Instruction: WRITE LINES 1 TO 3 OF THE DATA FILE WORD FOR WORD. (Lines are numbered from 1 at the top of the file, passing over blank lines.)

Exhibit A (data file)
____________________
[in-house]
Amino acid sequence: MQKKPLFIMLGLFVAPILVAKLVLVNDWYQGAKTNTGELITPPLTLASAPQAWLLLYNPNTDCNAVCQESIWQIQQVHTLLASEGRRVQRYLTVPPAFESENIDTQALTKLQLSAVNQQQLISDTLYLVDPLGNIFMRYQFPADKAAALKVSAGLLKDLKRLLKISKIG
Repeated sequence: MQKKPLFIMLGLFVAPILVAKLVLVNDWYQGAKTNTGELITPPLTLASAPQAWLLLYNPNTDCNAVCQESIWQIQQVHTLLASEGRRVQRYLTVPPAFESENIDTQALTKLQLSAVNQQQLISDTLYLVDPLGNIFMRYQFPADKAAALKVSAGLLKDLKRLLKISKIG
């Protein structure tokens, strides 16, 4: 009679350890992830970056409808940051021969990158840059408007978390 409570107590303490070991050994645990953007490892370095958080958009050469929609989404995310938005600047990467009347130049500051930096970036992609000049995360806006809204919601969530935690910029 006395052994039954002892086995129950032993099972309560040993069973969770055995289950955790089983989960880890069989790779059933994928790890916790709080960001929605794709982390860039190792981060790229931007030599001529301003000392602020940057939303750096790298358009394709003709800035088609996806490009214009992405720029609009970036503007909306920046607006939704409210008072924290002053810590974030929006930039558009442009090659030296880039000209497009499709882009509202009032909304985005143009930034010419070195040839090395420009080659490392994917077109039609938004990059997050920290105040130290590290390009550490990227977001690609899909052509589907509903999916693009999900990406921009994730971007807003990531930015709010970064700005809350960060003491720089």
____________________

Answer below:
[in-house]
Amino acid sequence: MQKKPLFIMLGLFVAPILVAKLVLVNDWYQGAKTNTGELITPPLTLASAPQAWLLLYNPNTDCNAVCQESIWQIQQVHTLLASEGRRVQRYLTVPPAFESENIDTQALTKLQLSAVNQQQLISDTLYLVDPLGNIFMRYQFPADKAAALKVSAGLLKDLKRLLKISKIG
Repeated sequence: MQKKPLFIMLGLFVAPILVAKLVLVNDWYQGAKTNTGELITPPLTLASAPQAWLLLYNPNTDCNAVCQESIWQIQQVHTLLASEGRRVQRYLTVPPAFESENIDTQALTKLQLSAVNQQQLISDTLYLVDPLGNIFMRYQFPADKAAALKVSAGLLKDLKRLLKISKIG